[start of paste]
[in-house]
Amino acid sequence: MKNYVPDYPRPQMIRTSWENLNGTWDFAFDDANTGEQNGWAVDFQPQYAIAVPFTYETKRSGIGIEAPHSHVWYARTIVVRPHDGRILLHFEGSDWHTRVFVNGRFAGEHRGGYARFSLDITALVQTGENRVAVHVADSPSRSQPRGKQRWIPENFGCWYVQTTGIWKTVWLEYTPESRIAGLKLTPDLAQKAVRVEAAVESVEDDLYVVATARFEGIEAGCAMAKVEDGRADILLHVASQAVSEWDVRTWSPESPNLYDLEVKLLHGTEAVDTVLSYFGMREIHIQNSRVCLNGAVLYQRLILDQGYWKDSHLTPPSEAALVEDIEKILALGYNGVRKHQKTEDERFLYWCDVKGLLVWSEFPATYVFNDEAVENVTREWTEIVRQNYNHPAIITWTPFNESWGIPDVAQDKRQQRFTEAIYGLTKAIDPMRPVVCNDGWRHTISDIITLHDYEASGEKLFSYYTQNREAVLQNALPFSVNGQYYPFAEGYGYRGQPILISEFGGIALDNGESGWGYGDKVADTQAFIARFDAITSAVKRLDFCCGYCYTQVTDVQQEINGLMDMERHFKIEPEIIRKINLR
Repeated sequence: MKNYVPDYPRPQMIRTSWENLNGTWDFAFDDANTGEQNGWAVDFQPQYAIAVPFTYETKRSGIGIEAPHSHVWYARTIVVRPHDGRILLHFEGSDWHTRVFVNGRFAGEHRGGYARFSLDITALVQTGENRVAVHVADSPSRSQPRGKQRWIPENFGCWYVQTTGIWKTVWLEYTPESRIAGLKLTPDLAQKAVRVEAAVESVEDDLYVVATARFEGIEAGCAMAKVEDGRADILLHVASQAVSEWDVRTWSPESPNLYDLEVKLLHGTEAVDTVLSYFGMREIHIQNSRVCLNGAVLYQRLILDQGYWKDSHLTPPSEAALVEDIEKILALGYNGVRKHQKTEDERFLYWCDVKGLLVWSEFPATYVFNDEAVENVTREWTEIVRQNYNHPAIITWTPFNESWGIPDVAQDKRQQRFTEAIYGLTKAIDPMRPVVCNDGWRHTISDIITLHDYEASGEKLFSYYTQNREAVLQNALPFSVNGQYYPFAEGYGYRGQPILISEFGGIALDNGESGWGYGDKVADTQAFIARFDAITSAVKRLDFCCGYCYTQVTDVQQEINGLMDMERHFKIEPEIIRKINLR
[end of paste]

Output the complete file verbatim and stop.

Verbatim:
[in-house]
Amino acid sequence: MKNYVPDYPRPQMIRTSWENLNGTWDFAFDDANTGEQNGWAVDFQPQYAIAVPFTYETKRSGIGIEAPHSHVWYARTIVVRPHDGRILLHFEGSDWHTRVFVNGRFAGEHRGGYARFSLDITALVQTGENRVAVHVADSPSRSQPRGKQRWIPENFGCWYVQTTGIWKTVWLEYTPESRIAGLKLTPDLAQKAVRVEAAVESVEDDLYVVATARFEGIEAGCAMAKVEDGRADILLHVASQAVSEWDVRTWSPESPNLYDLEVKLLHGTEAVDTVLSYFGMREIHIQNSRVCLNGAVLYQRLILDQGYWKDSHLTPPSEAALVEDIEKILALGYNGVRKHQKTEDERFLYWCDVKGLLVWSEFPATYVFNDEAVENVTREWTEIVRQNYNHPAIITWTPFNESWGIPDVAQDKRQQRFTEAIYGLTKAIDPMRPVVCNDGWRHTISDIITLHDYEASGEKLFSYYTQNREAVLQNALPFSVNGQYYPFAEGYGYRGQPILISEFGGIALDNGESGWGYGDKVADTQAFIARFDAITSAVKRLDFCCGYCYTQVTDVQQEINGLMDMERHFKIEPEIIRKINLR
Repeated sequence: MKNYVPDYPRPQMIRTSWENLNGTWDFAFDDANTGEQNGWAVDFQPQYAIAVPFTYETKRSGIGIEAPHSHVWYARTIVVRPHDGRILLHFEGSDWHTRVFVNGRFAGEHRGGYARFSLDITALVQTGENRVAVHVADSPSRSQPRGKQRWIPENFGCWYVQTTGIWKTVWLEYTPESRIAGLKLTPDLAQKAVRVEAAVESVEDDLYVVATARFEGIEAGCAMAKVEDGRADILLHVASQAVSEWDVRTWSPESPNLYDLEVKLLHGTEAVDTVLSYFGMREIHIQNSRVCLNGAVLYQRLILDQGYWKDSHLTPPSEAALVEDIEKILALGYNGVRKHQKTEDERFLYWCDVKGLLVWSEFPATYVFNDEAVENVTREWTEIVRQNYNHPAIITWTPFNESWGIPDVAQDKRQQRFTEAIYGLTKAIDPMRPVVCNDGWRHTISDIITLHDYEASGEKLFSYYTQNREAVLQNALPFSVNGQYYPFAEGYGYRGQPILISEFGGIALDNGESGWGYGDKVADTQAFIARFDAITSAVKRLDFCCGYCYTQVTDVQQEINGLMDMERHFKIEPEIIRKINLR